“Am I really so bad?” I counter. “I try doing what’s right. I would like to think of myself as a fine and upright Jew. Why shouldn’t Elul be for me?”

“Yes, in general, you might be a fine and upright Jew,” the voice responds, “but when you start breaking things down and think about your deeds, you will realize that you are so far away from the ultimate. For starters, how many brachos have you recited without kavanah? How many tefillos did you say mindlessly? How many mitzvos did you perform lackadaisically, without putting any thought into them? How many precious moments have you wasted, when you could have utilized them for Torah? How many times did you not give thought to others in need, failing to help them when you could have? Not to mention other imperfections. You think you can rectify all of these during Elul?”

By the time this inner voice is finished, the damage is done. I am ready to give up before even starting. I want to escape by just going to sleep. But then another voice emerges from within, a voice with an upbeat tune, a voice of reason.

“Hush,” it says, blunting the sharpness of the first voice. “You are guilty of the same mistake as the meraglim!”

“The meraglim?!” chuckles the first voice. “Where do they come into this picture? What connection do they have to Elul?”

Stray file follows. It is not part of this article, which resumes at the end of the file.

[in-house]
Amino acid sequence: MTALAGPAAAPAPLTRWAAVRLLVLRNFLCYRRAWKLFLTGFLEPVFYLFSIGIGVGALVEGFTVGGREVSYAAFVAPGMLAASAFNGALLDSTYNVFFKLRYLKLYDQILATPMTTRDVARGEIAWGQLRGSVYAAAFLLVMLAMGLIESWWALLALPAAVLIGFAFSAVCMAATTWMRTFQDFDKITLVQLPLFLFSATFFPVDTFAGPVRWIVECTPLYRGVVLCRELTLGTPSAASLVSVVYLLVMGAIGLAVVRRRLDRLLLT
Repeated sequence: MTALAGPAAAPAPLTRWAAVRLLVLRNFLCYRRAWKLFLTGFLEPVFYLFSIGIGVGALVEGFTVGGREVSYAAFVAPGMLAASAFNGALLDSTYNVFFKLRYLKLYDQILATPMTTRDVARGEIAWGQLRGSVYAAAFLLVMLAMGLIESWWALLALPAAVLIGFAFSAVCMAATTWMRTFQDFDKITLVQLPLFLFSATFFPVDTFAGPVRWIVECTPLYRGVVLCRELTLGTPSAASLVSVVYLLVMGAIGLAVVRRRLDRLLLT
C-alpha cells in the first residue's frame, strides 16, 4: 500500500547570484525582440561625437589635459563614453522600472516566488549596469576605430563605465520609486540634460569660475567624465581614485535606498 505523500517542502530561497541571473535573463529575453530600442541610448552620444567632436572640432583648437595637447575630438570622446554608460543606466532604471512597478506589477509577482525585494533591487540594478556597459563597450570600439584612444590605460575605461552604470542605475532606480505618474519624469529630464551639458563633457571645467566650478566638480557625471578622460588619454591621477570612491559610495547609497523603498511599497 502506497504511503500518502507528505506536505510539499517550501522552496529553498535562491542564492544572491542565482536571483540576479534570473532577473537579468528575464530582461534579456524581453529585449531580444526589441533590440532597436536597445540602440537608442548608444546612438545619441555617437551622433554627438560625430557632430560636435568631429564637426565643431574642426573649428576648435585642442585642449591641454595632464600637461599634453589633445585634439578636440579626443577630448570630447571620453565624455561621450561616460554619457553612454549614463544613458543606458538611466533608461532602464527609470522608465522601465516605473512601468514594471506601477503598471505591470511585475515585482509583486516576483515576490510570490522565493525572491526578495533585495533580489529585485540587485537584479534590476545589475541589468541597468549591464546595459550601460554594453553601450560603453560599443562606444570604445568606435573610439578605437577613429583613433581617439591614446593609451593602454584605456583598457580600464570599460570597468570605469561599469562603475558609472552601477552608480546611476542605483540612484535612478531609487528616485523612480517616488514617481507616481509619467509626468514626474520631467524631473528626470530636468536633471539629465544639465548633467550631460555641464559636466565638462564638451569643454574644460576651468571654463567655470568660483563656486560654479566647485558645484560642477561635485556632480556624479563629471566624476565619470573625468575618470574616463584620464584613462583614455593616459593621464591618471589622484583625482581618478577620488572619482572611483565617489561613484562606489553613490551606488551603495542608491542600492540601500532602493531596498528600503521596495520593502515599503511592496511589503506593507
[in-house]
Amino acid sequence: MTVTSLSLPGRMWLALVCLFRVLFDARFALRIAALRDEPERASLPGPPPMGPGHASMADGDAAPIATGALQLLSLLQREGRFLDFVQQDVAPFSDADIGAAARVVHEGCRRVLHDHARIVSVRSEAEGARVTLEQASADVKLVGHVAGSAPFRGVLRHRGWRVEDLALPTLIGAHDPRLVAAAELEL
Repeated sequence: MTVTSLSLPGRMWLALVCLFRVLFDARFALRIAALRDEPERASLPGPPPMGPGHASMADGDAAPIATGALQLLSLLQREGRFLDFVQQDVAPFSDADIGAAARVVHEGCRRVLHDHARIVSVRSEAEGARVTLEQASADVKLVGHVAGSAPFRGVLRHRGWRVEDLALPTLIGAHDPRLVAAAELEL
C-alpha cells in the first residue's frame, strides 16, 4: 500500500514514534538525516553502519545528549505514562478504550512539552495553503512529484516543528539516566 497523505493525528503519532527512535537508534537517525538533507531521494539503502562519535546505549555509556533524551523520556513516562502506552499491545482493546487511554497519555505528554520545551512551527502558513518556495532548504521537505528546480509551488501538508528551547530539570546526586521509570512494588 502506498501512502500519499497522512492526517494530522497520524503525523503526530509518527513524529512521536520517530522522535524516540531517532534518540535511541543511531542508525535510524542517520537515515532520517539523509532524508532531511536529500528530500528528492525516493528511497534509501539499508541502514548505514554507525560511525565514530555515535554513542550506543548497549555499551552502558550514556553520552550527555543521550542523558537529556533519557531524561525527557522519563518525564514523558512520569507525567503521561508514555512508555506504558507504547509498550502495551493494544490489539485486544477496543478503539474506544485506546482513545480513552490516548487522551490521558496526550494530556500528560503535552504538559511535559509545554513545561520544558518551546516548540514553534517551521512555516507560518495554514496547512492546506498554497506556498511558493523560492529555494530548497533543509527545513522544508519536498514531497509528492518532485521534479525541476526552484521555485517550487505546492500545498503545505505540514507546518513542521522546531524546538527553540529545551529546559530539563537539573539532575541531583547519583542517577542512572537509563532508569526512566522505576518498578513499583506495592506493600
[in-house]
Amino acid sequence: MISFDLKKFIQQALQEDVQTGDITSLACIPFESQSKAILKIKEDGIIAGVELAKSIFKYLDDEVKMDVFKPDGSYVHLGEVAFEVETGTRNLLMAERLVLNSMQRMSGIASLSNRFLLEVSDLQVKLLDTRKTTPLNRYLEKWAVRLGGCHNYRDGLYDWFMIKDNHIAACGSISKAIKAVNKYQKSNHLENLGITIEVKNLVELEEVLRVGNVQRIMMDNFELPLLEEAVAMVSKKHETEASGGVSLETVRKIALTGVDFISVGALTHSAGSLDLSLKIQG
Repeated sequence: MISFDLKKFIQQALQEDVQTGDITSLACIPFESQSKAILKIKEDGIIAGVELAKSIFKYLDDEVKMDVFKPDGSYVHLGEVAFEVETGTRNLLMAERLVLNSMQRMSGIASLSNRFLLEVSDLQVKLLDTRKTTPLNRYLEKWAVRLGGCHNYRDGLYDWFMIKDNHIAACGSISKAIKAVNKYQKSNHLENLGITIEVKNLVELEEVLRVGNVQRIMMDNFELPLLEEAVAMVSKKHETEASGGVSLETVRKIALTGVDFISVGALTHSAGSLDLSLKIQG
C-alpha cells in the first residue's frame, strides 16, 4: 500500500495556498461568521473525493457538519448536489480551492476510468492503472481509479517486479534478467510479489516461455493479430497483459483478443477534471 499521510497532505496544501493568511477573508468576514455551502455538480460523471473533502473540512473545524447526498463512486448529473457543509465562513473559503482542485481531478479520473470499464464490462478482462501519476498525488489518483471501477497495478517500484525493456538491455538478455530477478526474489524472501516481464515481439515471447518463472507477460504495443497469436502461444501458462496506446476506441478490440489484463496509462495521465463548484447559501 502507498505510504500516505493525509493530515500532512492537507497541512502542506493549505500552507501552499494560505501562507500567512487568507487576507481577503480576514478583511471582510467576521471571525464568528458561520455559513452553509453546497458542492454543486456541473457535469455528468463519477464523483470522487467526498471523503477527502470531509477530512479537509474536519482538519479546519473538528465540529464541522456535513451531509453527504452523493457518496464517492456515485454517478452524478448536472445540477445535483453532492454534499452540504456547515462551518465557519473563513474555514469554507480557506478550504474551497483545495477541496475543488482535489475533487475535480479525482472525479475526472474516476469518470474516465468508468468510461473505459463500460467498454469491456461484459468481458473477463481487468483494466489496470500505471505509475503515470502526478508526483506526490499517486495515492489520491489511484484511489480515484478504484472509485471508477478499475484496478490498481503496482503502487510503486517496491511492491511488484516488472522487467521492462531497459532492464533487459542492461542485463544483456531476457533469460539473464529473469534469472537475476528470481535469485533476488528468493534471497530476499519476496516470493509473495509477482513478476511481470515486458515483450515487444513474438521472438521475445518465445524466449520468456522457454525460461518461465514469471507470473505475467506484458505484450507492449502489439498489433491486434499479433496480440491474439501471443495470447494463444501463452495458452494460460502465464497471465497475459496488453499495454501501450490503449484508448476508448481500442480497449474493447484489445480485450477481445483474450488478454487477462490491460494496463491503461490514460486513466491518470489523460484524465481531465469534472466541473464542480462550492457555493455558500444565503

“Well, for one thing, the period of Elul and the Aseres Yemei Teshuvah is forty days. So was the sojourn of the meraglim into Eretz Yisroel.”

Now the discouraging voice is outright laughing, cynically dismissing this connection as absurd. “You’ll have to do a lot better than that to make your point,” he says.

“Well, how about this,” counters the voice of reason. “Hashem told Moshe Rabbeinu, “Shelach lecha anashim veyasuru es Eretz Canaan – Send forth men, if you please, and let them spy out the Land of Canaan.” The Targum of the word veyasuru is veye’alelun, of which the root word is Elul. This was actually pointed out by the holy Sar Shalom of Belz.”

“Oh nice. A play on words. But I still don’t see the connection.”

“Ah, but there is a connection. Listen closely. The meraglim were sent on a reconnaissance mission to report back to Klal Yisroel about the land they were about to enter. Basically, they told the truth. They testified about what they saw. Where did they fail? In offering their opinion based on their narrow perspective, they discouraged the Bnei Yisroel from moving forward to Eretz Yisroel.

“They said that it was even beyond Hashem to help them conquer the land. How is it possible that such great people could speak such blasphemy? The Chofetz Chaim explains that the meraglim claimed that conquering the land from the mighty giants who lived in Canaan required tremendous merits on their part. However, since they sinned with the Eigel, they didn’t have the zechuyos to be helped by Hashem. This, of course, was the work of the yeitzer hara, who planted this idea in their minds, for, in reality, they had already repented for that aveirah and Hashem promised them that they would conquer the land.